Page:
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Aziz Ansari Shares A Touching Note About His Parents

If you haven’t gotten around to binge-watching Aziz Ansari’s new Netflix series “Master of None” (in which case, run don’t walk to your TV immediately!), you should know that its breakout star isn’t an up-and-coming comedian or even an actor by trade at all. It’s Aziz’s real-life father, Dr. Shoutkath Ansari, who steals every scene with his hilarious but poignantly sweet performance.

Aziz cast his mother and father, Dr. Shoukath and Fatima Ansari, as the parents of his character Dev, and they got their chance to shine during episode two, which tackles the relationships that first-generation kids have with their immigrant parents. For many viewers, the episode hit close to home because it tackled a feeling that’s all too common: taking your parents for granted.

The younger Ansari reflected on that feeling in a poignant Tumblr post on Wednesday (Nov. 11) after appearing with his father on “The Late Show with Stephen Colbert.” He wrote about how he felt like a “total piece of garbage” for not visiting his parents in South Carolina as often as he should have, but said the show has helped strengthen their relationship.

“My dad took off most of his vacation time for the year to act in 'Master of None.' So I’m really relieved this all worked out,” he wrote. “Tonight after we did Colbert together he said: ‘This is all fun and I liked acting in the show, but I really just did it so I could spend more time with you.’ I almost instantly collapsed into tears at the thought of how much this person cares about me and took care of me and gave me everything to give me the amazing life I have.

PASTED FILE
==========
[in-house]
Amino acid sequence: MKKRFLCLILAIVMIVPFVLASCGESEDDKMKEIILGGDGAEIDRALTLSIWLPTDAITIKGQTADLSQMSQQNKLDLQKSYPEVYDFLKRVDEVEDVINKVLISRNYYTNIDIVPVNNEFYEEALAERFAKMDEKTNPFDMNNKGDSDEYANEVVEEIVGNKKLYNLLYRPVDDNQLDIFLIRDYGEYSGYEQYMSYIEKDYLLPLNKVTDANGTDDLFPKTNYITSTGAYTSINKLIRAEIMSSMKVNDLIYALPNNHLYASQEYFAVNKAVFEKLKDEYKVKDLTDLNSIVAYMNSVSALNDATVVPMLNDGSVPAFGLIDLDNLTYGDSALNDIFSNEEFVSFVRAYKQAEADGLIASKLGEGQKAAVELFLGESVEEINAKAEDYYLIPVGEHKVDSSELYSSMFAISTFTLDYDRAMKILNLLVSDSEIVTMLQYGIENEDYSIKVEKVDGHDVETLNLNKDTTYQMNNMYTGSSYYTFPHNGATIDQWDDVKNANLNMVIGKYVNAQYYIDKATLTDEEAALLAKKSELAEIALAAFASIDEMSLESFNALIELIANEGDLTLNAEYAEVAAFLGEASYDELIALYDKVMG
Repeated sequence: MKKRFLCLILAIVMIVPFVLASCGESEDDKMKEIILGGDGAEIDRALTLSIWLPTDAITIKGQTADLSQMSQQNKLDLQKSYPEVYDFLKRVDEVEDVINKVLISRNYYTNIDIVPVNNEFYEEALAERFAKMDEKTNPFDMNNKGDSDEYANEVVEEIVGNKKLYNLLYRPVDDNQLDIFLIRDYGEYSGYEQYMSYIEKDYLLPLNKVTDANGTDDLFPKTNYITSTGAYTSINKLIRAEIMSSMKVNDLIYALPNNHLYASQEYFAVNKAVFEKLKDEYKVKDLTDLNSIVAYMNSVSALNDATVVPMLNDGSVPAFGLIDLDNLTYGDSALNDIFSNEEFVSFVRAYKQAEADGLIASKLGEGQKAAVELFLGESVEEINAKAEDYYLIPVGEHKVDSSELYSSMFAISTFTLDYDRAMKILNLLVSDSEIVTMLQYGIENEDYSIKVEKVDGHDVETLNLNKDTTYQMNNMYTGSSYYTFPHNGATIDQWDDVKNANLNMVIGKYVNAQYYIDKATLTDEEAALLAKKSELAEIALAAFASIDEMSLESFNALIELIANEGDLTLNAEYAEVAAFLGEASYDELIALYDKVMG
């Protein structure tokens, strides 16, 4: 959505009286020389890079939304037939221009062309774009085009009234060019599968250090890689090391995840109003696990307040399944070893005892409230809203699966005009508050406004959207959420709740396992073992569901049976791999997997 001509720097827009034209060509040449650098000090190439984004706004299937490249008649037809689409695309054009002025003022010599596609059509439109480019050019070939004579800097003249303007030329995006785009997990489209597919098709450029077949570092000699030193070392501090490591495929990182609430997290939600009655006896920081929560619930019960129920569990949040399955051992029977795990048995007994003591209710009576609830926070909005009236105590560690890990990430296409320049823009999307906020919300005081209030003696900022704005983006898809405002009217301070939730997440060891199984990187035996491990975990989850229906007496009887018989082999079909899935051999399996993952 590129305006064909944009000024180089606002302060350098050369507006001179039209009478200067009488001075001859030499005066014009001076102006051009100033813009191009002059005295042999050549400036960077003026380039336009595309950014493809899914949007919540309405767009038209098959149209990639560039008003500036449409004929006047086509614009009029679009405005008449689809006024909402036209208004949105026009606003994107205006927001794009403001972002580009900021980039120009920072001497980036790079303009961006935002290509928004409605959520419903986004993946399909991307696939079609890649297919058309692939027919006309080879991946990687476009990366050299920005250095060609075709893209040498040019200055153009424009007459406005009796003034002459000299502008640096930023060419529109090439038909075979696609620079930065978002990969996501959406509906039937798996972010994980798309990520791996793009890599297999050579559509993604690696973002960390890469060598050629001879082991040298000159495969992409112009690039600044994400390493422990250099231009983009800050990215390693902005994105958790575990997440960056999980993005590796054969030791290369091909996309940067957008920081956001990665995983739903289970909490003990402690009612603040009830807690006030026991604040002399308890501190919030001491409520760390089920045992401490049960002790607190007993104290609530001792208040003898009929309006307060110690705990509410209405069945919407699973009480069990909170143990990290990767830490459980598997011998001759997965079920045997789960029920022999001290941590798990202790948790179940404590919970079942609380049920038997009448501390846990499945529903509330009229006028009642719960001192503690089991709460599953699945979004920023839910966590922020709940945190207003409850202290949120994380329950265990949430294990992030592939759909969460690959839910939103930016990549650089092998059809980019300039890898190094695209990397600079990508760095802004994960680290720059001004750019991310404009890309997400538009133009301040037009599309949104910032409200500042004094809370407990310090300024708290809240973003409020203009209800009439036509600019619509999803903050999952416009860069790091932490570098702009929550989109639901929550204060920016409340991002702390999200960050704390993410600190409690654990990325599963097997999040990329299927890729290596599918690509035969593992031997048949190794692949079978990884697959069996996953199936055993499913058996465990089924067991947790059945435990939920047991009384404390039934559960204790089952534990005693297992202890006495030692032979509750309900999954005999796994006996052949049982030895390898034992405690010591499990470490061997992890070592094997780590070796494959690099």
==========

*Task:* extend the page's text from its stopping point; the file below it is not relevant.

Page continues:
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“I’ve been overwhelmed by the response to the Parents episode of our show,” he continued. “What’s strange is doing that episode and working with my parents has increased the quality of my relationship to my parents IN MY REAL LIFE. In reality, I haven’t always had the best, most open relationship with my parents because we are weirdly closed off emotionally sometimes. But we are getting better.”

Aziz hits on a lesson that many of us learn later on in life: Our parents are actually cool people who have done a lot for us, and we eventually want to hang out with them by choice — not by obligation — as a way to thank them for their sacrifices.

“I’m an incredibly lucky person and many of you are as well,” he continued. “Not to beat a dead horse here and sorry if this is cheesy or too sentimental but if your parents are good to you too, just go do something nice for them. I bet they care and love you more than you realize.”

Read the whole Tumblr post below — and then probably give your parents a call.